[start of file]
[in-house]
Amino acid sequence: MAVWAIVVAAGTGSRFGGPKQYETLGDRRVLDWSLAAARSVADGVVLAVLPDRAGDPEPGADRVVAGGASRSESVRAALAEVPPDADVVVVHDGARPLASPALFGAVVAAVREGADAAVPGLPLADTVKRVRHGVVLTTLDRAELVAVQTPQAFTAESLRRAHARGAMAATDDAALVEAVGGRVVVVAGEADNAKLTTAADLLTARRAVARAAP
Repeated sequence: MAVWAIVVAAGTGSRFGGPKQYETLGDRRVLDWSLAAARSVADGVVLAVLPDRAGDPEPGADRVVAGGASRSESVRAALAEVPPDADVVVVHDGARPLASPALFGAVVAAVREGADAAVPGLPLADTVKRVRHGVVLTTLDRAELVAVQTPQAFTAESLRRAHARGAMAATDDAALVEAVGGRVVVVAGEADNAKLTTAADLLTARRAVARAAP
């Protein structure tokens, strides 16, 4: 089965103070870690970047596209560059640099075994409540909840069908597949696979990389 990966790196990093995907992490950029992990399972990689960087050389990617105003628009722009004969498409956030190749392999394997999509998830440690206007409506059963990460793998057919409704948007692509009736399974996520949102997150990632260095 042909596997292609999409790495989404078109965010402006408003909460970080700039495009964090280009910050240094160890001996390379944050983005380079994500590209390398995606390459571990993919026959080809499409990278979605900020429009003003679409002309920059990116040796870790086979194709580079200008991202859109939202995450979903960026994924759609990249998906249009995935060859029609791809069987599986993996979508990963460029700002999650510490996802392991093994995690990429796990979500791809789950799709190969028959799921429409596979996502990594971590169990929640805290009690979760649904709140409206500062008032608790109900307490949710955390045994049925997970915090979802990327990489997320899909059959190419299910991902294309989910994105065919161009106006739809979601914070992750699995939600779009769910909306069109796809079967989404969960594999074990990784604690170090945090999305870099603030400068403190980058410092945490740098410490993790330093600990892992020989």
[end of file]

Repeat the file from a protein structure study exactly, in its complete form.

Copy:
[in-house]
Amino acid sequence: MAVWAIVVAAGTGSRFGGPKQYETLGDRRVLDWSLAAARSVADGVVLAVLPDRAGDPEPGADRVVAGGASRSESVRAALAEVPPDADVVVVHDGARPLASPALFGAVVAAVREGADAAVPGLPLADTVKRVRHGVVLTTLDRAELVAVQTPQAFTAESLRRAHARGAMAATDDAALVEAVGGRVVVVAGEADNAKLTTAADLLTARRAVARAAP
Repeated sequence: MAVWAIVVAAGTGSRFGGPKQYETLGDRRVLDWSLAAARSVADGVVLAVLPDRAGDPEPGADRVVAGGASRSESVRAALAEVPPDADVVVVHDGARPLASPALFGAVVAAVREGADAAVPGLPLADTVKRVRHGVVLTTLDRAELVAVQTPQAFTAESLRRAHARGAMAATDDAALVEAVGGRVVVVAGEADNAKLTTAADLLTARRAVARAAP
């Protein structure tokens, strides 16, 4: 089965103070870690970047596209560059640099075994409540909840069908597949696979990389 990966790196990093995907992490950029992990399972990689960087050389990617105003628009722009004969498409956030190749392999394997999509998830440690206007409506059963990460793998057919409704948007692509009736399974996520949102997150990632260095 042909596997292609999409790495989404078109965010402006408003909460970080700039495009964090280009910050240094160890001996390379944050983005380079994500590209390398995606390459571990993919026959080809499409990278979605900020429009003003679409002309920059990116040796870790086979194709580079200008991202859109939202995450979903960026994924759609990249998906249009995935060859029609791809069987599986993996979508990963460029700002999650510490996802392991093994995690990429796990979500791809789950799709190969028959799921429409596979996502990594971590169990929640805290009690979760649904709140409206500062008032608790109900307490949710955390045994049925997970915090979802990327990489997320899909059959190419299910991902294309989910994105065919161009106006739809979601914070992750699995939600779009769910909306069109796809079967989404969960594999074990990784604690170090945090999305870099603030400068403190980058410092945490740098410490993790330093600990892992020989």